In recent weeks as financial markets reeled in response to ongoing coronavirus headlines, few asset classes were spared. Even parts of investment grade Fixed Income, the asset class intended to act as a buffer to more risky asset classes, saw stress. Aside from cash and some areas of Fixed Income, there weren’t many places investors could hide. Real Estate, an asset class that can be particularly sensitive to changes in economic activity, fared worse than most. From February 21th until March 23rd, U.S. REITs were down approximately 44%. This decline marked the third worst sell off in history with the other two occurring in the midst of the 2008-2009 financial crisis. In the wake of the recent decline, we are now seeing more attractive opportunities in Real Estate than any point in the past decade. In this article, we will take a look at how our team has managed Real Estate in recent years; explore what the post-coronavirus landscape may look like for the asset class and take a closer look at the opportunities that have emerged.
Investments within the Real Estate asset class typically fall into one of two broad buckets: U.S. & International REITs (real estate investment trusts, entities that own physical real estate and carry tax advantaged status) or traditional corporations involved in one or more areas of real estate (homebuilders, real estate brokers, etc). Both types of assets are sensitive to interest rates and the general level of economic activity. When interest rates are low, consumers and companies benefit from cheaper mortgage rates (benefiting homebuilders and real estate brokers), and REITs typically draw more interest from investors attracted to the relatively higher yields that most offer. Over the past decade, a period marked by low interest rates across the globe, REITs have been amongst the best performing asset classes, second only to large cap U.S. equities. While pleased with the stellar performance, it has made for a very challenging environment to find new investments that trade at attractive valuations. As such, up until just recently, changes to the asset class more often involved sales than buys.
Much of the recent debate surrounding COVID-19 and the economy has been how soon can we re-open? There is speculation it could be as early as a few weeks while other say it could be months, but regardless of when it happens, there will be fundamental differences in the pre and post COVID-19 economy. Unfortunately, unemployment is expected to be markedly higher and chances are that we will see a more cautious consumer, at least initially. This will weigh on real estate sectors like lodging, gaming and malls. Companies operating with fewer employees or employees more inclined to work from home could dampen demand for office space, which could weigh on REITs which own office buildings. But all of the changes won’t be negative –some sectors could emerge relatively unscathed or on even better footing than before. One of the early trends resulting from the pandemic has been a surge in internet traffic as individuals cooped up at home increase their social media activity, online shopping and video chats. This is likely to benefit REITs that own data center infrastructure. REITs that own real estate involved with healthcare services, storage, and other essential service buildings may also fare better than most. Given the varied impact COVID-19 will have on various sectors, being selective and paying attention to valuations will be imperative.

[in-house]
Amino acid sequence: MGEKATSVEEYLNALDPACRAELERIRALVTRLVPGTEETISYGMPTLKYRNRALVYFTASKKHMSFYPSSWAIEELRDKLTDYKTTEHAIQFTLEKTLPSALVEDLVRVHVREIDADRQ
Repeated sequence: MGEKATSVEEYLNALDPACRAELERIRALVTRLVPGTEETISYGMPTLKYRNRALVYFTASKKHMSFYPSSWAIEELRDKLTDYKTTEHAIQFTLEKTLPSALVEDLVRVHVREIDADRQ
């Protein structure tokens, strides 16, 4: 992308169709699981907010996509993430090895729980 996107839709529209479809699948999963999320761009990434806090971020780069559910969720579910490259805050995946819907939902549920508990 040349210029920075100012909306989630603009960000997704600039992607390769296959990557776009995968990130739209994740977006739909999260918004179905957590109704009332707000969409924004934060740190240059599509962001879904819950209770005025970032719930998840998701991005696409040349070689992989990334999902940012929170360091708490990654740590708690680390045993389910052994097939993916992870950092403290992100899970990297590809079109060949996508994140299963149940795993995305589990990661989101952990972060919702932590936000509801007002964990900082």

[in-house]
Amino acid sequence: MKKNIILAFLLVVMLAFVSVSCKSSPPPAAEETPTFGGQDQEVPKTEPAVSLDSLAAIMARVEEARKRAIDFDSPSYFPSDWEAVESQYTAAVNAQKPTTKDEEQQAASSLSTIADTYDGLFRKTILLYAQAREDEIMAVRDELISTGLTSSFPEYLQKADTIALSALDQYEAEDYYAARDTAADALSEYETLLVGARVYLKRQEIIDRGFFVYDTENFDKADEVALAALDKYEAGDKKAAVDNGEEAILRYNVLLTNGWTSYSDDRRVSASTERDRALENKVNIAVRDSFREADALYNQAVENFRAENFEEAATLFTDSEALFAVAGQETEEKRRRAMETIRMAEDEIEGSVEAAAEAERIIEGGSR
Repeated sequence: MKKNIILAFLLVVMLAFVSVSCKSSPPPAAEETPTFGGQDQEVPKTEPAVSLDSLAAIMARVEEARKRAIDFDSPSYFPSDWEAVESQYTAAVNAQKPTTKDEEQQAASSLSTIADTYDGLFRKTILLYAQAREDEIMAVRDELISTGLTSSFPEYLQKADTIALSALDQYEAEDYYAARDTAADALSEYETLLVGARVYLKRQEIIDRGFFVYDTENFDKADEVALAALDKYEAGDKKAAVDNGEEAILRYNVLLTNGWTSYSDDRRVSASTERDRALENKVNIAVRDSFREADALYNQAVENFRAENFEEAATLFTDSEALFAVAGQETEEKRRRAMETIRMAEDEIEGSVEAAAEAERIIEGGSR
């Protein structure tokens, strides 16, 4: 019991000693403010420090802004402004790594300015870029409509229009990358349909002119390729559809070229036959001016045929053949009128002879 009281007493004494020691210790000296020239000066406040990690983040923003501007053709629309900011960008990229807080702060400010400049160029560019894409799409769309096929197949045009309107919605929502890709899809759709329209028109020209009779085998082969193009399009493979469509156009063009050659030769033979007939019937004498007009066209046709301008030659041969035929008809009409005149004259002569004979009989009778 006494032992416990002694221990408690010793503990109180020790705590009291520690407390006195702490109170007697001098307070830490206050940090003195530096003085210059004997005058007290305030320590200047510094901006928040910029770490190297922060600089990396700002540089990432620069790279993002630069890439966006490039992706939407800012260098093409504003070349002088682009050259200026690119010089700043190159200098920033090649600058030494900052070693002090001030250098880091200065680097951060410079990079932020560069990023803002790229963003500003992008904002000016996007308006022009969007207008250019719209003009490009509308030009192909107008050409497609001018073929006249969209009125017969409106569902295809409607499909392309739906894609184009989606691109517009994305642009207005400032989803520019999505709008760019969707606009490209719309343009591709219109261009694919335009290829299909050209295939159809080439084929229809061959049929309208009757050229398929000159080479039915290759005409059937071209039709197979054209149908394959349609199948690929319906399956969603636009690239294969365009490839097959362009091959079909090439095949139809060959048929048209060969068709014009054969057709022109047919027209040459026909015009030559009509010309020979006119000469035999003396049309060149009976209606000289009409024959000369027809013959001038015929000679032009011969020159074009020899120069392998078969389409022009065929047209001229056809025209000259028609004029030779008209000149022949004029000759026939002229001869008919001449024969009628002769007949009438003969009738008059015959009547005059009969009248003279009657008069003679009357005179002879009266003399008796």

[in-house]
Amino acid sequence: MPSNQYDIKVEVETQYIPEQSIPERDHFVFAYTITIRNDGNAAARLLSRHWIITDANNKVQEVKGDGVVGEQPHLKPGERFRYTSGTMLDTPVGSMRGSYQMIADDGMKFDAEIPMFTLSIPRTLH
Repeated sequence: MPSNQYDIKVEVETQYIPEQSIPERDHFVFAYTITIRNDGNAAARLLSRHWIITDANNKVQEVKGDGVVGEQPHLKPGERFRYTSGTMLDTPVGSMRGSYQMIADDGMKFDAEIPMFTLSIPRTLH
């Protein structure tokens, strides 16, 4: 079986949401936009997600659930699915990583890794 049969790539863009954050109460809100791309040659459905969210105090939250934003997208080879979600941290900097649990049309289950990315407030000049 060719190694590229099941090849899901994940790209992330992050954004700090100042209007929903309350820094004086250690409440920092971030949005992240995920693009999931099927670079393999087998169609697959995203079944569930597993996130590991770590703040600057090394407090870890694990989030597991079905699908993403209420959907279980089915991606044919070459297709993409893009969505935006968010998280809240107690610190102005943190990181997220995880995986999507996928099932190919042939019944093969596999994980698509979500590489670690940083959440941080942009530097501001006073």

As mentioned above, U.S. REITs fell over 40% over the course of roughly one month. Any time such a dramatic selloff occurs in such a short period of time, there always exists a fair amount of capitulation, panic and ultimately, investment opportunities that come about very, very rarely. So far the opportunities that we are seeing exist in one of two forms: companies that are likely to be directly impacted by COVID-19 but markets have been overly punitive to the stock, OR companies that are unlikely to see much of an impact but have still sold off a meaningful amount. We are seeing opportunities across many sectors and industries as markets still try to sort out which industries will be impacted and to what extent. Another reason we find the opportunities within Real Estate particularly attractive now is due to what has happened to interest rates. After starting the year slightly under 2%, the 10-Year U.S. Treasury yield dipped below 0.5% in mid-March, marking an all-time low. The implications for the Real Estate asset class could be meaningful. With interest rates low, consumers will look to take advantage by taking out cheap mortgages, potentially helping the residential real estate market. Additionally, REITs are highly dependent on issuing debt and equity to fund their growth. As equity markets recover and assuming interest rates stay low, REITs will have a cheap source of capital to buy or build new properties, all while continuing to offer attractive yields.
On several occasions in recent years, the investment team has been asked why we don’t have higher allocations to our Real Estate asset class. After all, it had been one of the better performing asset classes. One common response was that valuations had crept up to levels that were far too demanding given the stable but relatively unimpressive underlying fundamentals. In order for our team to allocate cash towards a new investment in Real Estate or any asset class, it needs to offer a compelling risk/reward. While it has been challenging to find such opportunities in recent years, conditions have changed quickly and we have become more enthusiastic about the opportunity set in front of us. Our fantastic team of Portfolio Counselors, as well as the Investment Team, look forward to sharing more with you soon.